My 1999 540iA Sport is plenty fast, but nothing's perfect. Shortly
after I took delivery of it in February 1999, I called Dinan
BMW to inquire into the availability of performance modifications.
Because the 1999 engine and Steptronic transmission were new to the
US in the 1999 model year, they didn't have anything ready to go, but
they sent me a catalog of their suspension kits and other products,
and promised to call me when their performance products were ready.
I bought a G-TECH/Pro accelerometer
for use with my previous car, a 1992 Nissan Maxima SE. I could get 060
times in the low seven-second range, which is nothing to brag about
but nothing to be ashamed of either.
My very first attempt with the 540 gave me a 0-60 time of about 5.9
seconds. Careful experimentation eventually taught me how to get times
just under 5.5 seconds. If everything went right, I got 5.48 or 5.49
seconds. (I got a 5.25 once, but it didn't seem like a particularly
good run, so I assume that was a glitch.)
One of my goals in buying the car was to get something capable of 060
in under six seconds. Since BMW's official claim for the car is 6.1,
and car-magazine tests of the same car with the conventional automatic
transmission showed even higher numbers, I expected I'd need to do performance
work to get a five-point-something result. Getting under 5.5 with an
unmodified car was just wonderful.
But heck, I knew it could get faster. Everything can. As they say,
"How fast do you want to go? How much money do you have?"
In April, I got that long-awaited call from Dinan. It was Steve Dinan
himself, in fact, but he wasn't calling to let me know I could bring
in my car to get the mods installed. No, they wanted to know if I would
loan them my car so they could develop the mods! Dinan planned
three performance enhancements for this car: their popular engine-computer
"chip" (two versions, actually), a separate chip for the Steptronic
transmission, and a shroud to bring cold air from the front grille to
the air intake. Each of these makes the car a little faster; even together,
there's no dramatic improvement, but they're all cost-effective improvements.
At this writing, the engine software and cold-air intake are $499 each
while the tranny software is $299; all require some labor to install,
so the whole package would run nearly $2,000. (Check Dinan's Web site
In exchange for loaning them my car, I'd get the mods at no additional
cost. In effect, instead of paying cash to make my car faster, I'd just
have to do without it for a while and drive a rental instead. (Dinan
paid for the rentals, of course, and there are some stories to tell
about those... but back to the story at hand.)
My car was at Dinan for a couple of weeks, and when it came back it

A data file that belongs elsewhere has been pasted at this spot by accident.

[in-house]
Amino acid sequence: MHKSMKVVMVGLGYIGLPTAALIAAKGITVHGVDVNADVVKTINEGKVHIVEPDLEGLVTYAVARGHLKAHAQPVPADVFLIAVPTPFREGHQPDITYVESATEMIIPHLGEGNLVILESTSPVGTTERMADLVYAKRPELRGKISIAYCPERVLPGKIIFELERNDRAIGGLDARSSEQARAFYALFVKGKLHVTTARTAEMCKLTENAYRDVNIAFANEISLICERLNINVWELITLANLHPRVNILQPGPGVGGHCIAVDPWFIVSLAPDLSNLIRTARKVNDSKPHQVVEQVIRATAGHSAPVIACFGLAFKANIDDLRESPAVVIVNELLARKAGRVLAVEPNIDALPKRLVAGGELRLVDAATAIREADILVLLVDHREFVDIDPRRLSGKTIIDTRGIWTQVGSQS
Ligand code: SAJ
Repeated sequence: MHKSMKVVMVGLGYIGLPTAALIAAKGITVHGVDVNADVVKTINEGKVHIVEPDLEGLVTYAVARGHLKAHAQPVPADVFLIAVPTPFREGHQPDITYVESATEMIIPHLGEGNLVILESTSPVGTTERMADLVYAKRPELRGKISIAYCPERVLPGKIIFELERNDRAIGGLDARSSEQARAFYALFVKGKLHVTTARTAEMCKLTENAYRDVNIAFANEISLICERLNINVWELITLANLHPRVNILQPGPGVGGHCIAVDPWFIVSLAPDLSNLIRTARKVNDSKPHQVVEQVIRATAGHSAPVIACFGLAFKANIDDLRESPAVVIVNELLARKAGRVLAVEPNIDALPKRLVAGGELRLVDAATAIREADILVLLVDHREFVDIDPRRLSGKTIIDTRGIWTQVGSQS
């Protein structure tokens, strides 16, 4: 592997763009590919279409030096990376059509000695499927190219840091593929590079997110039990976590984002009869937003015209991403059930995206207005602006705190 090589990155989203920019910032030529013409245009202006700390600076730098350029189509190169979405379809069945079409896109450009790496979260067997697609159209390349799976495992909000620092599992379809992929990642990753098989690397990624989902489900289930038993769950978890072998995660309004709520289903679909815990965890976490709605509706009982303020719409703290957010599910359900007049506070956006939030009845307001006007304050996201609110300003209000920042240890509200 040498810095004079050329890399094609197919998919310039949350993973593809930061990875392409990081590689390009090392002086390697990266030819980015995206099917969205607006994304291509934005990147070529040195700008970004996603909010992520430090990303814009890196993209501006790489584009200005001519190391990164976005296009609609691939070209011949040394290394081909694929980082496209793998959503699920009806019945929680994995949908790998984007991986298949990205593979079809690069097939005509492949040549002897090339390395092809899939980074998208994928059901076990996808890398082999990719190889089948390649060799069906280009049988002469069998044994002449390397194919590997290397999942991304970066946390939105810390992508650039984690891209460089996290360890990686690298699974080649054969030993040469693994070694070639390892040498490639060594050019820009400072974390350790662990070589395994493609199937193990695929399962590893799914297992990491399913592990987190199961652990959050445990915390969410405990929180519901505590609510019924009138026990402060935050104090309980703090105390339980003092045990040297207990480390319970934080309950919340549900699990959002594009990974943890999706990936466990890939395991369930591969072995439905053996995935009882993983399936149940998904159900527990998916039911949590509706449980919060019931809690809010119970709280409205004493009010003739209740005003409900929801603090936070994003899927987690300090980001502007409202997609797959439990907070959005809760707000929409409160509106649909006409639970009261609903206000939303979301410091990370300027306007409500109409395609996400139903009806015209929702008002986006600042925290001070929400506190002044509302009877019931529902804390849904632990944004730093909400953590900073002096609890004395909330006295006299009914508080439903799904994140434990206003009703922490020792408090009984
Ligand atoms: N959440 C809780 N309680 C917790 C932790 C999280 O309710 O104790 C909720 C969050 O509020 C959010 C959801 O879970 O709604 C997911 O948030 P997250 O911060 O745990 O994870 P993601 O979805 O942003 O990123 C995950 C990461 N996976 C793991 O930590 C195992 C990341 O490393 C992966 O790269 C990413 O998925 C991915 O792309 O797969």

was already noticeably improved in some respects. Dinan had installed
new software for the engine and transmission, but the parts for the
cold-air intake had not yet arrived so they gave me back the car while
we waited. The transmission shift speed and throttle response were definitely
improved and it felt stronger at higher speeds. The following graph
(a 616x486-pixel image; click to open in a separate window at full size)
shows the reported performance after this first set of work. There are
clear improvements in high-end RPM and time-to-speed, but the graph
also shows a problem: the 0-60 time is something over 6.0 seconds!
Figure 1. Graph of 0-100 performance:
RPM and speed vs. time.
This wasn't just a problem with their testing; the
car really was slower. As you can see from the slow takeoff (0-5 mph in
slightly over one second) the problem was with the initial launch. I spoke
with Dinan about this problem, and they agreed to take a look at it when
they took the car back for the cold-air intake.The car went back
a few weeks later, and Dinan confirmed the problem was present and was
not related to their software changes. They took the car to a local dealer's
service shop, which determined that the transmission torque converter
had failed. After that part was replaced (under warranty) and the new
cold-air intake was installed, Dinan performed a few more tests on the
car and returned it to me.
One more graph shows the final results in terms of horsepower and torque.
Dinan estimates the new maximum engine horsepower at 302 based on the
factory number of 282 HP. The new torque peak is shown as 338 lb-ft,
vs. the factory claim of 324 lb-ft.
(Yet to be scanned; patience please!)
Figure 2. Graph of engine horsepower
and torque vs. RPM.
I've been accumulating additional runs with my G-TECH/Pro, and I'm
getting reliable 0-60 times of about 5.35 seconds, and I've even seen
a few 5.30-second readings. This isn't a huge improvement, but it's
more than merely statistically significant. I wish I'd had a chance
to get quarter-mile times before the mods, but the car is said to be
capable of reaching 105 mph in a quarter mile even in factory trim,
and it just wouldn't be safe to run tests like that except on a track.
With any luck I'll get a chance to try quarter-mile runs on a track
in the next year. I'll be sure to report my results here.
Note that Jim Conforti is also working on a new performance chip for
the E39; keep an eye on his company's Web site, Bonneville
Motor Werks, for more information.